♠ Apollodoros, Epitome 5.16-19
And at break of day, when the Trojans beheld the camp of the Greeks deserted and believed that they had fled, they with great joy dragged the horse, and stationing it beside the palace of Priam deliberated what they should do.  As Cassandra said that there was an armed force in it, and she was further confirmed by Laocoon, the seer, some were for burning it, and others for throwing it down a precipice; but as most were in favour of sparing it as a votive offering sacred to a divinity, they betook them to sacrifice and feasting.  However, Apollo sent them a sign; for two serpents swam through the sea from the neighboring islands and devoured the sons of Laocoon.  And when night fell, and all were plunged in sleep, the Greeks drew near by sea from Tenedos, and Sinon kindled the beacon on the grave of Achilles to guide them. And Helen, going round the horse, called the chiefs, imitating the voices of each of their wives. But when Anticlus would have answered, Ulysses held fast his mouth. Greek Text
♠ Scholia at Lykophron, Alexandra 344 – Lykophronis Alexandra, vol. 2, p. 134-35, ed E. Scheer. Berlin 1908.
♠ Scholia at Lykophron, Alexandra 347 – Lykophronis Alexandra, vol. 2, p. 135, ed E. Scheer. Berlin 1908.
♠ Hyginus, Fabulae 135
LAOCOON: Laocoon, son of Acoetes, brother of Anchises, and priest of Apollo, against the will of Apollo had married and had children. By lot he was appointed to sacrifice to Neptune on the shore. Opportunity thus presenting itself, Apollo sent two snakes from Tenedos over the waves of the sea to kill his sons Antiphantes and Thymbraeus. When Laocoon tried to bring aid to them, the snakes killed him, too, in their folds. The Phrygians thought this happened because Laocoon had thrown his spear against the Trojan Horse. Latin Text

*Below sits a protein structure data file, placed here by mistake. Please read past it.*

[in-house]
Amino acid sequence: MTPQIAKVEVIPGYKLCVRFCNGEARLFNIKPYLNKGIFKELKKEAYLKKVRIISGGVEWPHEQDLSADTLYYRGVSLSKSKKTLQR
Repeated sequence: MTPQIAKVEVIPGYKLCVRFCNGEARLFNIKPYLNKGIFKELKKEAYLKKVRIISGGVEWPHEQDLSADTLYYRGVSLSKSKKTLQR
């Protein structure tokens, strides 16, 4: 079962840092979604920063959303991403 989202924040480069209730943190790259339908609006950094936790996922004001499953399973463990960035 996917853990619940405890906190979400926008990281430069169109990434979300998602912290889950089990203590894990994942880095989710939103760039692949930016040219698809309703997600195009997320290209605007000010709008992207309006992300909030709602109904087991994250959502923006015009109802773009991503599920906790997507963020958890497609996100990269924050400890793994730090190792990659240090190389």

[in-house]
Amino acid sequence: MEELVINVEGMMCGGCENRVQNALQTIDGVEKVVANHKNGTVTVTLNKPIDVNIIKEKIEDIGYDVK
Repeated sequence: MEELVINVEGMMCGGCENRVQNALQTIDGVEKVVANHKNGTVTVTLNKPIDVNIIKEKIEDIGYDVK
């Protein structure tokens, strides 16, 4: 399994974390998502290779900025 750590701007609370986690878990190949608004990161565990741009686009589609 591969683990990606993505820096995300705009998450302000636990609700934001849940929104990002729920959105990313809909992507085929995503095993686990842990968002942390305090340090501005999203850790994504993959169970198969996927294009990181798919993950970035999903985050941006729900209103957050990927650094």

♠ Servius, scholia at Vergil, Aeneid 2.201 – Servii Grammatici qui feruntur in Vergilii Carmina commentarii: Aeneis, ed G. Thilo and H. Hagen, vol. 1 pp. 253-54. Leipzig 1881.
♦ Basel, Antikenmuseum and Ludwig Collection Lu 70: Lucanian red-figure bell krater with cult image of Apollo entwined by two snakes; dismembered son of Laokoon; Antiope (wife of Laokoon) with axe raised; distressed Laokoon; god Apollo
♦ Once Ruvo, Museo Jatta (now lost): Apulian red-figure fragment with Artemis and Apollo, cult image of Apollo entwined by two snakes, legs and arm of son of Laokoon (latter in mouth of snake), tripod, and Antiope (wife of Laokoon)
Accademia Nazionale dei Lincei <Rome>, Monumenti antichi 9 (1899), pl. 15
Digital LIMC (no photo)
Artistic sources edited by Frances Van Keuren, Prof. Emerita, Lamar Dodd School of Art, Univ. of Georgia, June 2022
Literary sources edited by Elena Bianchelli, Retired Senior Lecturer of Classical Languages and Culture, Univ. of Georgia, February 2023
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